Hiking is a popular Summit County activity for both visitors and local alike. Lower elevation hikes can also be done in the winter time with a pair of snowshoes and/or waterproof hiking boots. For those unfamiliar with the area, a quick Google search, a visit to the Welcome Center or asking frontline workers is a good way to get information on which trails to take in. It’s no surprise that the most popular trails are mentioned time and time again. On the weekends or busiest summer days, parking can sometimes be hard to come by and hikers may find themselves one of hundreds making their way up at these beloved sites. For a hiker hoping for a bit of solitude during peak periods, avoiding the hot spots is the best bet. Because we love sharing our knowledge of the area, we’re going to let you in on some great secret trail options that don’t make the “most popular” lists. These trails are just as beautiful and hikeable as the well-known spots and, best of all, a bit less traveled.
- Windy Point: Just down the road from one of the most photographed overlooks in Summit County (Sapphire Point) is a trailhead right off the road at the entrance to the Windy Point Campground. The campground itself is removed from the trail head and the trailhead parking lot usually sits mostly empty. The Windy Point Trail is a short and easy up-and-back hike with numerous species of wildflowers, granite cliffs, and stunning views. Most of the hike traverses through new-growth forest that allows 360 views from the center of Summit County to take in the most iconic landmarks such as 14ers Gray’s and Torrey’s to the east and the Ten-Mile Range to the west. The trail will branch off in a few directions near the cliffs, but there is only one trail in and back out.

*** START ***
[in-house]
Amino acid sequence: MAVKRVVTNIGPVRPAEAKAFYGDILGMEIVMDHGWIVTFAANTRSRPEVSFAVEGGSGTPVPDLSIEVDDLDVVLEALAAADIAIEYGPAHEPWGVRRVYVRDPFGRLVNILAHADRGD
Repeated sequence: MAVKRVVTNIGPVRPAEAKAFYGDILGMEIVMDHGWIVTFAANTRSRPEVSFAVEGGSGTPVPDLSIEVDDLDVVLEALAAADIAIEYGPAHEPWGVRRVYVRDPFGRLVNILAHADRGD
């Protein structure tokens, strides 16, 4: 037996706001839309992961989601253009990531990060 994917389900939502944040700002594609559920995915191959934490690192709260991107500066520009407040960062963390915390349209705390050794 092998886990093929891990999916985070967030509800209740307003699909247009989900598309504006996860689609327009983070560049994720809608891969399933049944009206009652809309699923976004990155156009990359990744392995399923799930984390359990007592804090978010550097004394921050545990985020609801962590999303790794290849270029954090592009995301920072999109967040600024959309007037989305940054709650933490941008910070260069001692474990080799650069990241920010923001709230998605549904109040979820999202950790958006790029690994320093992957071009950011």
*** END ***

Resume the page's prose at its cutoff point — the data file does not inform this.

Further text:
- Iowa Hill: A short and moderate 1 mile loop that also serves as an educational/historical experience of the gold mining era. Interpretive displays accompany the mining relics along the hike including a sluice box and shaft. These displays make great rest stops. Peak inside windows to the past at the restored boarding house.
- B&B to Reiling Dredge: A 3-mile loop that also provides a glimpse into the gold-mining days of Breckenridge history. Clear your mind with a mostly flat walk in the woods crossing a few streams on a wide trail that is popular with local mountain bikers. The big payoff on this hike is emerging from the woods to a pond where the Reiling Dredge was abandoned after sinking in 1922. The dredge underwent a restoration project back in 2015. Interpretive signs exist along the trail.
- Officer’s Gulch: A beautiful alpine lake with super-easy access just west of Frisco. From the parking area, take the trail counter-clockwise around the lake as far as comfortable. You’ll want to stay awhile, so pack a picnic.
- Crystal Lake Trail: Crystal Lake shares a parking area with the heavily-trafficked Mohawk Lakes trail which can become crowded early in the day. However, if you have a 4WD, you can drive past the parking area and shorten the ascent to the Lower Crystal Lake by 1.5 hours. The first mile and a half is a steep rocky scree that gives the trail its difficulty rating. Mountain goats will likely greet you near the lower lake. The upper lake is approximately 2 miles past the lower lake with a 900’ elevation gain. This hike improves later in the summer when most of the snow has melted and wildflowers are in bloom.
Chances are, your Breckenridge Associates agent has a favorite trail or two kept guarded and not on this list. Give them a call or stop in next time you’re in town. We love sharing our insider tips.